Re: Runaway loop with the current git.

From: Kay Sievers
Date: Sun Dec 07 2008 - 22:35:39 EST

On Mon, Dec 8, 2008 at 02:18, Theodore Tso <tytso@xxxxxxx> wrote:
> Let's take a step back, shall we? Fundamentally, what's going on here
> is that a particular distribution's initrd (Debian's, to be precise)
> is running into an error in response to a modprobe request for
> char-major-5-1, and it is attempting to write to the console, which is
> resulting in another modprobe request.... ad infinitum.
> There is a dispute about whether it is looping forever, or whether it
> should be getting caught by kernel/kmod.c's modprobe recursion
> detector. Alan has checked the recursion detector and reports that it
> works just fine; Evgeniy and Kay are claiming that it in fact loops
> forever, and the recursion detector is not working. I'm going to
> guess that Alan tested on Fedora, where it did work just fine, and
> reason why people using a Debian-derived initrd is seeing a recursive
> loop is because the recursive loop detector works by detecting up to
> five concurrent calls to modprobe. That is, while the userspace
> helper process is running, another userspace helper is invoked, and so
> on, so that there are five userspace helpers piled up on one another,
> this will trigger the automatic recursion detector. I'm guessing why
> it isn't working given Debian's initrd setup is that whatever is
> ultimately opening /dev/console isn't being called until after the
> helper script has exited.
> Given that the general purpose recursion detector is apparently not
> working at least in this case, Kay has proposed that we special case a
> kludge wihch prevents the userspace helper be called in the case of
> 5:1. His argument in favor of doing this is that /dev/console is
> never a module, so requesting char-major-5-1 will never be helpful,
> and this error can only happen in early userspace, when the tty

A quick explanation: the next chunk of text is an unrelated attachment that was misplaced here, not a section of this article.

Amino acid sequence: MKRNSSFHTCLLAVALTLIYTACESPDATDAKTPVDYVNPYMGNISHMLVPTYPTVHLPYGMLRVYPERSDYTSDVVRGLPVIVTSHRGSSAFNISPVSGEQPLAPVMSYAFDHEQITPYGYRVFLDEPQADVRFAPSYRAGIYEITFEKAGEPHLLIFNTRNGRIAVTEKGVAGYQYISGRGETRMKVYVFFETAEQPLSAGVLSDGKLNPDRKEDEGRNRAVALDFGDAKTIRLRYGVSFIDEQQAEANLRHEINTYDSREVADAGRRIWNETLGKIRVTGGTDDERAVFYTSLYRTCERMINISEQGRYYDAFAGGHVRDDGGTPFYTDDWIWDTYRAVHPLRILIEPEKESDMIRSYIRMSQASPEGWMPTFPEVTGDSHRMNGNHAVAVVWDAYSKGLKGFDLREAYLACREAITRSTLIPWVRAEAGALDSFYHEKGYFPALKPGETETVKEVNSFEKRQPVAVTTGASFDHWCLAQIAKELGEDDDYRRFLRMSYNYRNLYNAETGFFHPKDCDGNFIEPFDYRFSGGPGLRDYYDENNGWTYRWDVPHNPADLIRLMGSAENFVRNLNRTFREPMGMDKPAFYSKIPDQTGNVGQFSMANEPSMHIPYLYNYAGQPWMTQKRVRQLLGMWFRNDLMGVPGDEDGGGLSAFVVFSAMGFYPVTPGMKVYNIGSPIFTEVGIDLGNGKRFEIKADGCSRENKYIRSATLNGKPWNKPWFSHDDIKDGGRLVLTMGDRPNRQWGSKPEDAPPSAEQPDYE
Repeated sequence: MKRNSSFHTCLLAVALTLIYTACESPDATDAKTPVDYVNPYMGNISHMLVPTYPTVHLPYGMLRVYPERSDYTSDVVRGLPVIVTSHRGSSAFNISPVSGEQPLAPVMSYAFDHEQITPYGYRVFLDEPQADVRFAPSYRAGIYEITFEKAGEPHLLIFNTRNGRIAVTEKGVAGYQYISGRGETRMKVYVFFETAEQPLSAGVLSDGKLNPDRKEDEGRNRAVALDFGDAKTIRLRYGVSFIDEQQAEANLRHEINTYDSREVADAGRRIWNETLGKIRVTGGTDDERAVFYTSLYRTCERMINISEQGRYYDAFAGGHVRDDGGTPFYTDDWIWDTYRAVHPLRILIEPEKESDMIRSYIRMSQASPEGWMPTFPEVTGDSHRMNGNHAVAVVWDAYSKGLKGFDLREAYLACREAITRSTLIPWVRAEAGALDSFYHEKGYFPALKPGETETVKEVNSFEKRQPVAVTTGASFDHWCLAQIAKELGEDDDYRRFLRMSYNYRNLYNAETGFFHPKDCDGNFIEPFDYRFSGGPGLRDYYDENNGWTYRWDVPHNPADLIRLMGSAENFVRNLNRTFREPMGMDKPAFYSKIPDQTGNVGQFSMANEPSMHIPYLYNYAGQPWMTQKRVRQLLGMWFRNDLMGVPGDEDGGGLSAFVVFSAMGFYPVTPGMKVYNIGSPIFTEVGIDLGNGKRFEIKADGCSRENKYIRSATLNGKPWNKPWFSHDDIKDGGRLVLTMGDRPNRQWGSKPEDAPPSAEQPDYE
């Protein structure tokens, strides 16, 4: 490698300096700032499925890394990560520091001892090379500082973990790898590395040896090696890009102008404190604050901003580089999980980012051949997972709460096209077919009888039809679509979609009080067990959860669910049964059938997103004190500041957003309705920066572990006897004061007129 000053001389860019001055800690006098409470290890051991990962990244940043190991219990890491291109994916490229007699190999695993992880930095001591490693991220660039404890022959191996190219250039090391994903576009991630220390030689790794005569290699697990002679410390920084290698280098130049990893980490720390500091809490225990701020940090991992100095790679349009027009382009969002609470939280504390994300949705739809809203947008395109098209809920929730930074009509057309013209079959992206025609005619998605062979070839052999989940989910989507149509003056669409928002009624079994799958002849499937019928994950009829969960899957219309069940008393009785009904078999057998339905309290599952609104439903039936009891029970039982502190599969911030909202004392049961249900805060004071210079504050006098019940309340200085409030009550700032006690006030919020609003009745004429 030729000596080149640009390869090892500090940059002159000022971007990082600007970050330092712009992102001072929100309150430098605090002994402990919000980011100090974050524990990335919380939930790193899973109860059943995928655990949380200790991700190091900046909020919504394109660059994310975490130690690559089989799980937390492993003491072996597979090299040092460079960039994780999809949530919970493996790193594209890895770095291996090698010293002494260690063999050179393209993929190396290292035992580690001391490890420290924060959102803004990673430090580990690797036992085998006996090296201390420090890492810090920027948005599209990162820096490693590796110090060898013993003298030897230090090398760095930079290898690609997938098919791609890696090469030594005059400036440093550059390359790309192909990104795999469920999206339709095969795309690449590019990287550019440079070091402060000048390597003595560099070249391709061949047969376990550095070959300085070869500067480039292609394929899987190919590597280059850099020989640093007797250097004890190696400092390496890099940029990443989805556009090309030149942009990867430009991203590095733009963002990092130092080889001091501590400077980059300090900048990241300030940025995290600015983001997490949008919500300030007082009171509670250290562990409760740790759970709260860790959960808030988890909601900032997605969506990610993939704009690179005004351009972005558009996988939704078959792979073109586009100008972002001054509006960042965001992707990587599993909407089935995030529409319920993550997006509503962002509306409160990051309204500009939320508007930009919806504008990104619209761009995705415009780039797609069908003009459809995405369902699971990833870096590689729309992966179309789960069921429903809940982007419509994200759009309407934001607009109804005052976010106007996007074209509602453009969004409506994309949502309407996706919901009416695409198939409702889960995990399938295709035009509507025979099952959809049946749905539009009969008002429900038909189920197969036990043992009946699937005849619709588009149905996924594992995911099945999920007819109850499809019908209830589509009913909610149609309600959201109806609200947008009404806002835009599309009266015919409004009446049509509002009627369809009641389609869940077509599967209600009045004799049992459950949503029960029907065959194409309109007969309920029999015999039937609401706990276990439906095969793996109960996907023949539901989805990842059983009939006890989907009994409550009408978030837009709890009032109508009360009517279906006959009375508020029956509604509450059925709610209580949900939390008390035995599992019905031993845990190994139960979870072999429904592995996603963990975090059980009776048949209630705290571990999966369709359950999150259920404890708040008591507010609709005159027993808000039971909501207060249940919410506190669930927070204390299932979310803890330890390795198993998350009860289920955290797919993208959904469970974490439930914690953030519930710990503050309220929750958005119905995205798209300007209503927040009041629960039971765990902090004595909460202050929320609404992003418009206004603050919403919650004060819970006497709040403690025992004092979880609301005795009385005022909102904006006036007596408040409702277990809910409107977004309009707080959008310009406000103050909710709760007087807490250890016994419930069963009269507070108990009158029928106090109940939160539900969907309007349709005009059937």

> subsystem hasn't been initialized yet. Alan claims this could also
> happen if the appropriate low-level console driver hasn't been loaded,
> and so perhaps the right thing in response to the request for
> char-major-5-1 is to load 8250_pci. Here, I think Alan is wrong, and
> Kay is right. From looking at the source, if there is no low-level
> console driver loaded, there is no call to request_module(); the only
> time this can happen is when tty driver hasn't been initialized in
> early startup.
> On the other hand, Alan is right that in general it is the usermode
> helper and initrd's responsibility not create a recursive dependency.
> This is in general true, not just for /dev/console. So based on that,
> it can be argued that the recursion kludge checking for 5:1 should
> just as much be put in userspace. In addition, the fact that
> recursion detection isn't working also seems to indicate that initrd
> in question is also doing something very wrong.
> So I would think the best thing to do is to figure out what Debian's
> initrd is doing that is evading the recursion detection. Fixing that
> is going to make things much more robust.

I tested it with an initramfs image with /sbin/modprobe being a shell
script that writes a few bytes to /dev/console, and does nothing else.
It did run for minutes here, until I stopped it.

Sure, if we can make userspace behave nicely, I'm all for doing it. On
the other hand, I think it's a good thing to provide a sane
environment by the kernel for any "non-initramfs-optimized" helper.
Writing to /dev/console is a usual behavior for tools used in
initramfs, to be able to debug bootup problems. In many cases it is
just glibc's fallback LOG_CONS, if syslog is not available.

Modprobe has syslog code, so it might very well be, that the Debian
initramfs isn't doing anything obscure. The current behavior, is very
easy to trigger bug, and a pretty hard to debug setup, if you do not
add debugging code to the kernel code itself.

That's why I still think it's a good thing, to connect the core tty
devices to their dev_t handler internally, before we init all the
other drivers and run userspace. It will prevent any further needless
searches by the kernel, for a driver for the already created but just
not registered tty devices. We will do exactly the same dev_t
<->device connection (register_chrdev_region) anyway, directly after
loading all the other drivers.

To unsubscribe from this list: send the line "unsubscribe linux-kernel" in
the body of a message to majordomo@xxxxxxxxxxxxxxx
More majordomo info at
Please read the FAQ at